Dr. Vijaya Krishnan
Lamaze Classes

Lamaze and Birthing with Confidence

As the new batch of would-be mothers and dads join our Lamaze Childbirth Education Classes, a mother came up to me with a myriad of questions. This first time mother wanted to find out how our program could help ease her fears regarding childbirth. More specifically, she also said to me: “Why are you against the use of epidural if it can relieve the pain?” and “I have heard that Lamaze really doesn’t help (during labor)”. I called her in to meet with me and explained to her the Lamaze philosophy. Among other things, I told her that Lamaze is not just a “breathing technique”, but a source of knowledge and information that she could use to empower herself in order to make informed choices about her pregnancy and childbirth. By the end of her discussion, she was convinced and is looking forward to start her classes.

LAMAZE Philosophy and Six Healthy Birth Practices

As I finished this discussion, I thought I would write about how Lamaze “really” helps women give birth with confidence. The Lamaze philosophy and the Six Care Practices that Promote Natural Childbirth are fundamental to how women prepare physically and emotionally to give birth normally. “Breathing” which was once the hallmark of Lamaze (which was what the expectant mother who was questioning Lamaze’s efficacy was referring to), is now simply one of the many different techniques that women learn and have in their “labor tool-bag” to help them in the exciting journey of giving birth.

In a position paper titled “Lamaze for the 21st Century”, Lamaze International has presented a wonderful reorganization of thoughts that ultimately helps parents in understanding how and why Lamaze is so effective in promoting, supporting and protecting natural childbirth. Hand-in-hand with its six care practices, Lamaze talks about:

Reframing Pain: Pain is protective – By responding to labor pains with physical movements and position changes, the mother actively helps her baby descend down her pelvis. This process, by which as she moves a little her baby moves a little, also helps to protect mom’s body. As the pain increases, women also find that they have energy and strength to cope with the stronger contractions because of help from nature’s narcotics – endorphins, which are released during this stage.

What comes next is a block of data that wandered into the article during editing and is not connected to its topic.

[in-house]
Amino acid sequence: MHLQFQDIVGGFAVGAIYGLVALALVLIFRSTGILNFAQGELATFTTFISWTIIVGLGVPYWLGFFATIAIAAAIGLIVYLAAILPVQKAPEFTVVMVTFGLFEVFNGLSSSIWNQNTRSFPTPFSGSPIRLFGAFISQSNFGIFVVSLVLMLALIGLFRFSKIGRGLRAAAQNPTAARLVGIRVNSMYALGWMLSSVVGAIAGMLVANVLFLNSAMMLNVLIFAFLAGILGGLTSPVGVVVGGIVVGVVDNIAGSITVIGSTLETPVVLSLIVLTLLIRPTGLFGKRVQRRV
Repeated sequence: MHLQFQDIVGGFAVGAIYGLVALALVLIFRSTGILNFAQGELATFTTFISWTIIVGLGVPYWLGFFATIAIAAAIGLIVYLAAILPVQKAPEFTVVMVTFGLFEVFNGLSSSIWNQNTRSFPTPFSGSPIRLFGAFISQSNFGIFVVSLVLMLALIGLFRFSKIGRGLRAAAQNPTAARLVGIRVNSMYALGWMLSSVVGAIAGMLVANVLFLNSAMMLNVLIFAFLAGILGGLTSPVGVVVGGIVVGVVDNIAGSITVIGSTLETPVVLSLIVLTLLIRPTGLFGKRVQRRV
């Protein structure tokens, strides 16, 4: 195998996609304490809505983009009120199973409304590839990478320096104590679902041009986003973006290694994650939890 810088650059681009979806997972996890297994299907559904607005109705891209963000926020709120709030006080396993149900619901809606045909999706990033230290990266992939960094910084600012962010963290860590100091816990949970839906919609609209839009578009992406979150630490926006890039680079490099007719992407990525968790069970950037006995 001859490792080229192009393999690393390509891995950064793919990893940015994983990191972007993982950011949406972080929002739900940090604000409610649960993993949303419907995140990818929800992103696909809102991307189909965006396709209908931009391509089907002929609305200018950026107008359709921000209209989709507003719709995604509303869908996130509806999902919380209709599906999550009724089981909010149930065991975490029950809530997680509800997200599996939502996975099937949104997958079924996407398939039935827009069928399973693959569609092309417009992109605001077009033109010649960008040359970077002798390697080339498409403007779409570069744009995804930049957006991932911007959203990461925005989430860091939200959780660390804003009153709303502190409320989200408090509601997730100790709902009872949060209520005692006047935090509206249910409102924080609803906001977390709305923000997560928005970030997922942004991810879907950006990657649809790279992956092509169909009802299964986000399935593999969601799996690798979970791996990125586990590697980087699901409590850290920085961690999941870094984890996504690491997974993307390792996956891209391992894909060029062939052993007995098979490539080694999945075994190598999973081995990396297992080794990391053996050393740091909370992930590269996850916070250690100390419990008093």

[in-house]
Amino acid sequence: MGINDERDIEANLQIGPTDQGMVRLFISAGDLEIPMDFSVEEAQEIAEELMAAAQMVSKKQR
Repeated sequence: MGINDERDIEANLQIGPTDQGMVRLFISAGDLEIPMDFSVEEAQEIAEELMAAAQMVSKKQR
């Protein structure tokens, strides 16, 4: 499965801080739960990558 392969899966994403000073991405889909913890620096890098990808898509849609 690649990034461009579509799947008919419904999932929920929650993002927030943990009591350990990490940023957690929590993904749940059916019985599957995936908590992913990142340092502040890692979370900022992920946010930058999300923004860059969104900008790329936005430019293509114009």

Rethinking Relaxation and Breathing: These two techniques are wonderful tools to decrease the perception of pain and are fairly simple to learn. Women in Lamaze classes are shown a variety of breathing patterns; however, they are encouraged to find a pattern that is comfortable to them. As each woman has her own way of dealing with pains/discomforts, many women prefer breathing and relaxation techniques a part of the larger gamut of rituals that they can use to decrease their pain perception in labor and to actively release tension when they can.

Retiring the Coach: The person who supports the mother during labor, be it the doula or her husband, is just that – her continuous source of encouragement and support. They are not present to take charge and run things for the laboring mother. Although there might be times when they need to “coach” her through a particularly difficult contraction, more often than not, they are her best source of calm and gentle support that she knows she can fully depend on. They also become her advocates during labor, so that they can help her with any decisions that she may need to make in the course of her labor.

Reshaping the Birth Environment: Lamaze classes provide information and encourage expectant parents to find a birth environment where staff shows empathy, one that provides the mother confidence, space and continuous support and where medical interventions are as minimal as possible. Environments where birthing balls, rocking chairs, showers etc, promote comfort for the laboring mom. Where ultimately, with a truly supportive environment, the mother is able to achieve a fulfilling birthing experience as well as outcome. I have written about the Connection between a conducive birth environment and good birth outcomes here.

Respecting the MotherBaby Connection: Lamaze classes encourage the mother to keep the baby close from the moment of birth, to breastfed within the first hour of birth and also sensitize them to the amazing capabilities of their newborn. Finding hospitals that respect this mother-baby connection and those which actively promote this bond, is extremely important in the first few hours of the newborn’s life, as well as influences early parenting.

Reclaiming Normal Birth: The goal of Lamaze classes is that every woman is entitled to give birth confidently, supported by her family and health care professionals. Lamaze classes reinforce the fact that a laboring mom has great inherent strength, the wisdom and the ability to give birth naturally, and assists her (as per her needs) to achieve her goal of normal birth.

Finally, I think that the position paper’s conclusion really emphasizes how Lamaze classes and Lamaze Certified Childbirth Educator help the mother to give birth with confidence: “Birth does not change, but over time the environment in which birth takes place has changed. Our understanding of both the simplicity and the complexity of birth deepens. As a result, Lamaze preparation for birth has evolved and will continue to evolve. The Lamaze Certified Childbirth Educator promotes, protects and supports every woman’s right to give birth confident in her own ability, free to find comfort in a variety of ways, and supported by her family and all members of the healthcare team.”

Here is the link to the original position paper: Lamaze for the 21st Century

Here is more information about the Healthy Mother Lamaze Childbirth Classes.

As always, please do write in your comments and questions.

Dr. Vijaya